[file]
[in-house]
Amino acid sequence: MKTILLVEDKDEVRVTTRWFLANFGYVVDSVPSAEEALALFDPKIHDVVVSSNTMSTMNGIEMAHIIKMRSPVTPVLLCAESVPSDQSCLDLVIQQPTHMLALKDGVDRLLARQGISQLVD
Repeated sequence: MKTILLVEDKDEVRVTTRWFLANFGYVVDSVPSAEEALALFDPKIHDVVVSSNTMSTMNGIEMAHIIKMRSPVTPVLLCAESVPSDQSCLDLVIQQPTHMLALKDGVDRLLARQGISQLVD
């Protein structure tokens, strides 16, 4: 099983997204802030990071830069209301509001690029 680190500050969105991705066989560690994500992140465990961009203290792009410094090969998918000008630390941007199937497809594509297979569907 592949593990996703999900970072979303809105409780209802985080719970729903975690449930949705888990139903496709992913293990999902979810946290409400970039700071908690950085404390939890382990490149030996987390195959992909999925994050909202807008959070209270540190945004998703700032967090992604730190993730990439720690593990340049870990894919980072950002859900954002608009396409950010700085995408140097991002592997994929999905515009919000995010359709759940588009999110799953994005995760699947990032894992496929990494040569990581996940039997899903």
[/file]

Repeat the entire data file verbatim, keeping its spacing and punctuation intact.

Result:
[in-house]
Amino acid sequence: MKTILLVEDKDEVRVTTRWFLANFGYVVDSVPSAEEALALFDPKIHDVVVSSNTMSTMNGIEMAHIIKMRSPVTPVLLCAESVPSDQSCLDLVIQQPTHMLALKDGVDRLLARQGISQLVD
Repeated sequence: MKTILLVEDKDEVRVTTRWFLANFGYVVDSVPSAEEALALFDPKIHDVVVSSNTMSTMNGIEMAHIIKMRSPVTPVLLCAESVPSDQSCLDLVIQQPTHMLALKDGVDRLLARQGISQLVD
């Protein structure tokens, strides 16, 4: 099983997204802030990071830069209301509001690029 680190500050969105991705066989560690994500992140465990961009203290792009410094090969998918000008630390941007199937497809594509297979569907 592949593990996703999900970072979303809105409780209802985080719970729903975690449930949705888990139903496709992913293990999902979810946290409400970039700071908690950085404390939890382990490149030996987390195959992909999925994050909202807008959070209270540190945004998703700032967090992604730190993730990439720690593990340049870990894919980072950002859900954002608009396409950010700085995408140097991002592997994929999905515009919000995010359709759940588009999110799953994005995760699947990032894992496929990494040569990581996940039997899903």